Matthew Green

Dr Matthew Green

  • mgreen at bournemouth dot ac dot uk
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Biography

I studied Cognitive Science at the University of Exeter in the Psychology and Computing Science departments, followed by a Masters in Psychological Research Methods, and a PhD in Psycholinguistics. I then took up a series of posts at the University of Aberdeen: Research Fellowship in Computing Science [Natural Language Generation]; Teaching Fellowship in Psychology; Research Fellowship in Computing Science [Scrutable Autonomous Systems]. I am currently working in Psychology at Bournemouth University.

Research

The Computational Linguistics community provides well-specified and fully-implemented models of parser load during sentence processing (e.g., surprisal; entropy reduction). These models await further testing by the Psycholinguistics community using human readers (e.g., by evaluating model parser load predictions against human sentence processing difficulty measured using eye-tracking). My current research aims to carry out some of this testing.

Favourites

  • Mitchell, D.C., Shen, X., Green, M.J. and Hodgson, T.L., 2008. Accounting for regressive eye-movements in models of sentence processing: A reappraisal of the Selective Reanalysis hypothesis. Journal of Memory and Language, 59 (3), 266-293.
  • Green, M.J. and Mitchell, D.C., 2006. Absence of real evidence against competition during syntactic ambiguity resolution. Journal of Memory and Language, 55 (1), 1-17.
  • Green, M.J., 2014. An eye-tracking evaluation of some parser complexity metrics. In: 3rd Workshop on Predicting and Improving Text Readability for Target Reader Populations 26-30 April 2014 Gothenburg, Sweden. 38-46.
  • Mitchell, D.C., Shen, X. and Green, M.J., 2007. Does selective reanalysis really play a role in sentence processing? : implications for computational models of eye-movement behaviour. In: 13th Annual Conference on Architectures and Mechanisms of Language Processing 24-27 August 2007 Turku, Finland.
  • Green, M.J., 2014. On Repairing Sentences: An Experimental and Computational Analysis of Recovery from Unexpected Syntactic Disambiguation in Sentence Parsing. PhD Thesis. University of Exeter, Psychology.

Journal Articles

  • Jager, B., Green, M.J. and Cleland, A.A., 2016. Polysemy in the mental lexicon: relatedness and frequency affect representational overlap. Language, Cognition and Neuroscience, 31 (3), 425-429.
  • Mitchell, D.C., Shen, X., Green, M.J. and Hodgson, T.L., 2008. Accounting for regressive eye-movements in models of sentence processing: A reappraisal of the Selective Reanalysis hypothesis. Journal of Memory and Language, 59 (3), 266-293.
  • Green, M.J. and Mitchell, D.C., 2006. Absence of real evidence against competition during syntactic ambiguity resolution. Journal of Memory and Language, 55 (1), 1-17.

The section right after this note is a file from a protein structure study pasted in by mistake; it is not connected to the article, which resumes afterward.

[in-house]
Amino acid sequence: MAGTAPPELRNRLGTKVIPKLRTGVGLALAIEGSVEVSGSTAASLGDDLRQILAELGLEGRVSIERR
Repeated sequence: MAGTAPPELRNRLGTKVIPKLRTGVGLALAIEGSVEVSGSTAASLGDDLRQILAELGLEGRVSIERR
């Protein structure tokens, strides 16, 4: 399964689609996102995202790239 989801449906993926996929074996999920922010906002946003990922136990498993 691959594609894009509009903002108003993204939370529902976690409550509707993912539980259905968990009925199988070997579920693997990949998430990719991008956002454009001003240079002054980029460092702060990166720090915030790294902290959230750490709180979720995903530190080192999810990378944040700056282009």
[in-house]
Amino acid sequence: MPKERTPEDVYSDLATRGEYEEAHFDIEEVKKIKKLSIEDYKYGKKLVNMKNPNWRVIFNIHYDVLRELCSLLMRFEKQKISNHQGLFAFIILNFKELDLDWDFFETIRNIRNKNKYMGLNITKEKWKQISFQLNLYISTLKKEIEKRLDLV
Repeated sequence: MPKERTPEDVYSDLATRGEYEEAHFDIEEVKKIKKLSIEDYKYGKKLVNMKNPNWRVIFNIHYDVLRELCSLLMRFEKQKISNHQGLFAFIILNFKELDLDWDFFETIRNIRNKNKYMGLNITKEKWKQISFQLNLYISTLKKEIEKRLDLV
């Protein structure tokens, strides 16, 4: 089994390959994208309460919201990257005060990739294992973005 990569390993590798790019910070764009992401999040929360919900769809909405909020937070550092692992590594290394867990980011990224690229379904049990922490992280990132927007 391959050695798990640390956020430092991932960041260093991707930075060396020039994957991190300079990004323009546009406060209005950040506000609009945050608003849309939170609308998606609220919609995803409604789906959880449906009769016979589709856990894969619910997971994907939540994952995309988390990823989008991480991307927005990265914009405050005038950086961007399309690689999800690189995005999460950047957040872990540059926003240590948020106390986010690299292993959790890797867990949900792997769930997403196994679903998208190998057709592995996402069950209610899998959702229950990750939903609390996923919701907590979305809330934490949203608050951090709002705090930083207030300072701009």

Chapters

Conferences

  • Tintarev, N., Green, M., Masthoff, J. and Hermens, F., 2015. Benefits and risks of emphasis adaptation in study workflows.
  • Green, M.J., 2014. An eye-tracking evaluation of some parser complexity metrics. In: 3rd Workshop on Predicting and Improving Text Readability for Target Reader Populations 26-30 April 2014 Gothenburg, Sweden. 38-46.
  • Caminada, M., Podlaszewski, M. and Green, M., 2013. Explaining the outcome of knowledge-based systems; a discussion-based approach. 21-24.
  • Tintarev, N., Kutlak, R., Oren, N., Van Deemter, K., Green, M., Masthoff, J. and Vasconcelos, W., 2013. SAsSy - Scrutable autonomous systems. 1-3.
  • Green, M.J. and van Deemter, K., 2013. The utility of vagueness: does it lie elsewhere? In: PRE-CogSci 2013 -- Production of Referring Expressions: Bridging the gap between cognitive and computational approaches to reference. 35th Annual meeting of the Cognitive Science Society (CogSci 2013) 31 July-3 August 2013 Berlin, Germany.
  • van Deemter, K. and Green, M.J., 2013. Why be Vague? In: Dealing Reasonably with Blurred Boundaries 25-27 April 2013 Schloss Herrenhausen, Hannover.
  • Siddharthan, A., Green, M.J., Van Deemter, K., Mellish, C. and Van Der Wal, R., 2012. Blogging birds: Generating narratives about reintroduced species to promote public engagement. Association for Computational Linguistics. 120-124.
  • Green, M.J. and van Deemter, K., 2012. Vagueness in referring expressions of quantity: effects on the audience.
  • Green, M.J. and van Deemter, K., 2011. Vagueness as cost reduction: An empirical test. In: PRE-CogSci 2011 -- Production of Referring Expressions: Bridging the gap between computational, empirical and theoretical approaches to reference. 33rd Annual meeting of the Cognitive Science Society (CogSci 2011) 20-23 July 2011 Boston, Massachusetts.
  • Mitchell, D.C., Shen, X. and Green, M.J., 2007. Does selective reanalysis really play a role in sentence processing? : implications for computational models of eye-movement behaviour. In: 13th Annual Conference on Architectures and Mechanisms of Language Processing 24-27 August 2007 Turku, Finland.

Theses

  • Green, M.J., 2014. On Repairing Sentences: An Experimental and Computational Analysis of Recovery from Unexpected Syntactic Disambiguation in Sentence Parsing. PhD Thesis. University of Exeter, Psychology.
The data on this page was last updated at 04:07 on September 26, 2020.